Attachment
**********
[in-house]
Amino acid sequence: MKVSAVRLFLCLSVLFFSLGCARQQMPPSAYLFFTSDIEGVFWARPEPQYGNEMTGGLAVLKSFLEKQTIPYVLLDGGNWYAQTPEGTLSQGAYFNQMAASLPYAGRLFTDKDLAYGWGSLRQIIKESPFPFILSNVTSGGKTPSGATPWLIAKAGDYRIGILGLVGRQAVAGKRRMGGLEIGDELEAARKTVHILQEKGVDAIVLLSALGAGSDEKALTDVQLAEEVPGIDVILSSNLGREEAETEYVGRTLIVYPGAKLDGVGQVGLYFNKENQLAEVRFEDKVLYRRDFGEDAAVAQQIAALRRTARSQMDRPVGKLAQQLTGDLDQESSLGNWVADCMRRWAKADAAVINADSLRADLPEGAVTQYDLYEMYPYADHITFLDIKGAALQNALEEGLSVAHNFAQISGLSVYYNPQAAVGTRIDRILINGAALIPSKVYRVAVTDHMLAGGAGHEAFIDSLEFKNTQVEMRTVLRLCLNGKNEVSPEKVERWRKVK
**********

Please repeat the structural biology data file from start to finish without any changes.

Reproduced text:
[in-house]
Amino acid sequence: MKVSAVRLFLCLSVLFFSLGCARQQMPPSAYLFFTSDIEGVFWARPEPQYGNEMTGGLAVLKSFLEKQTIPYVLLDGGNWYAQTPEGTLSQGAYFNQMAASLPYAGRLFTDKDLAYGWGSLRQIIKESPFPFILSNVTSGGKTPSGATPWLIAKAGDYRIGILGLVGRQAVAGKRRMGGLEIGDELEAARKTVHILQEKGVDAIVLLSALGAGSDEKALTDVQLAEEVPGIDVILSSNLGREEAETEYVGRTLIVYPGAKLDGVGQVGLYFNKENQLAEVRFEDKVLYRRDFGEDAAVAQQIAALRRTARSQMDRPVGKLAQQLTGDLDQESSLGNWVADCMRRWAKADAAVINADSLRADLPEGAVTQYDLYEMYPYADHITFLDIKGAALQNALEEGLSVAHNFAQISGLSVYYNPQAAVGTRIDRILINGAALIPSKVYRVAVTDHMLAGGAGHEAFIDSLEFKNTQVEMRTVLRLCLNGKNEVSPEKVERWRKVK